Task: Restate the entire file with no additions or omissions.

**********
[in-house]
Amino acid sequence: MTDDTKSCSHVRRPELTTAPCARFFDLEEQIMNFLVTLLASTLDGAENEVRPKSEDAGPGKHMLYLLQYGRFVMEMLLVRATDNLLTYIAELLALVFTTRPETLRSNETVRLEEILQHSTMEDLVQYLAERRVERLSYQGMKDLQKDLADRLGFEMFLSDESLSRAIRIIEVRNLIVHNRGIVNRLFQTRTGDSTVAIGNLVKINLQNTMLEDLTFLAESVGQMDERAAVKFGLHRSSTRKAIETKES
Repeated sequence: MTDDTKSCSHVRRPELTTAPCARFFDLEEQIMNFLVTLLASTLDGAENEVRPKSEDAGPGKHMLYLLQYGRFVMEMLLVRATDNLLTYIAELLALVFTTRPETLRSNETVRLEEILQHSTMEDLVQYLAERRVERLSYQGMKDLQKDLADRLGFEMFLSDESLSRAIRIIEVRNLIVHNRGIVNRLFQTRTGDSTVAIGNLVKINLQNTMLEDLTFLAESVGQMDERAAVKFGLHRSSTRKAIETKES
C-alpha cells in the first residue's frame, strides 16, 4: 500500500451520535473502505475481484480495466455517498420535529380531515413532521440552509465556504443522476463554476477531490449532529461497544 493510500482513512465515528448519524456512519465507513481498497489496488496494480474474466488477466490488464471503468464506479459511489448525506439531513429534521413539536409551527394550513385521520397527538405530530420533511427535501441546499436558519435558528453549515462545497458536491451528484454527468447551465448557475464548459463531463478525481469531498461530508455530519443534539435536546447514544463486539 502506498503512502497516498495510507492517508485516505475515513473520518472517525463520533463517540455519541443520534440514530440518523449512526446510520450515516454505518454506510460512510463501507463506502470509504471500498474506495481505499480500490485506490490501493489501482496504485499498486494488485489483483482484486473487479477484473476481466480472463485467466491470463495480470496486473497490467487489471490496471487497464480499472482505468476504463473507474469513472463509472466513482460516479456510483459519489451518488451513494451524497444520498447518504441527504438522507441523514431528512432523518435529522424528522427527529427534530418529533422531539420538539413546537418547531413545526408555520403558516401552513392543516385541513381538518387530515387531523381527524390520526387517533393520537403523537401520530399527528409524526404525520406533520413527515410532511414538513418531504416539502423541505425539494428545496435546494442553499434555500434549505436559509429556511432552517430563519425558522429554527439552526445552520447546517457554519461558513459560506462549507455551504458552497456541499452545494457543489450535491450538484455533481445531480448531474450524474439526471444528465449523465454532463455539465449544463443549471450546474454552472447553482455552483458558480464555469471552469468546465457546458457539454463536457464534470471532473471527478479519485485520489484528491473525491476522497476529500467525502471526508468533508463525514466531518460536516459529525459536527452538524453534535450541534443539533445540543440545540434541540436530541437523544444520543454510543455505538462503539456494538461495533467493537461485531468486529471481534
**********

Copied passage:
[in-house]
Amino acid sequence: MTDDTKSCSHVRRPELTTAPCARFFDLEEQIMNFLVTLLASTLDGAENEVRPKSEDAGPGKHMLYLLQYGRFVMEMLLVRATDNLLTYIAELLALVFTTRPETLRSNETVRLEEILQHSTMEDLVQYLAERRVERLSYQGMKDLQKDLADRLGFEMFLSDESLSRAIRIIEVRNLIVHNRGIVNRLFQTRTGDSTVAIGNLVKINLQNTMLEDLTFLAESVGQMDERAAVKFGLHRSSTRKAIETKES
Repeated sequence: MTDDTKSCSHVRRPELTTAPCARFFDLEEQIMNFLVTLLASTLDGAENEVRPKSEDAGPGKHMLYLLQYGRFVMEMLLVRATDNLLTYIAELLALVFTTRPETLRSNETVRLEEILQHSTMEDLVQYLAERRVERLSYQGMKDLQKDLADRLGFEMFLSDESLSRAIRIIEVRNLIVHNRGIVNRLFQTRTGDSTVAIGNLVKINLQNTMLEDLTFLAESVGQMDERAAVKFGLHRSSTRKAIETKES
C-alpha cells in the first residue's frame, strides 16, 4: 500500500451520535473502505475481484480495466455517498420535529380531515413532521440552509465556504443522476463554476477531490449532529461497544 493510500482513512465515528448519524456512519465507513481498497489496488496494480474474466488477466490488464471503468464506479459511489448525506439531513429534521413539536409551527394550513385521520397527538405530530420533511427535501441546499436558519435558528453549515462545497458536491451528484454527468447551465448557475464548459463531463478525481469531498461530508455530519443534539435536546447514544463486539 502506498503512502497516498495510507492517508485516505475515513473520518472517525463520533463517540455519541443520534440514530440518523449512526446510520450515516454505518454506510460512510463501507463506502470509504471500498474506495481505499480500490485506490490501493489501482496504485499498486494488485489483483482484486473487479477484473476481466480472463485467466491470463495480470496486473497490467487489471490496471487497464480499472482505468476504463473507474469513472463509472466513482460516479456510483459519489451518488451513494451524497444520498447518504441527504438522507441523514431528512432523518435529522424528522427527529427534530418529533422531539420538539413546537418547531413545526408555520403558516401552513392543516385541513381538518387530515387531523381527524390520526387517533393520537403523537401520530399527528409524526404525520406533520413527515410532511414538513418531504416539502423541505425539494428545496435546494442553499434555500434549505436559509429556511432552517430563519425558522429554527439552526445552520447546517457554519461558513459560506462549507455551504458552497456541499452545494457543489450535491450538484455533481445531480448531474450524474439526471444528465449523465454532463455539465449544463443549471450546474454552472447553482455552483458558480464555469471552469468546465457546458457539454463536457464534470471532473471527478479519485485520489484528491473525491476522497476529500467525502471526508468533508463525514466531518460536516459529525459536527452538524453534535450541534443539533445540543440545540434541540436530541437523544444520543454510543455505538462503539456494538461495533467493537461485531468486529471481534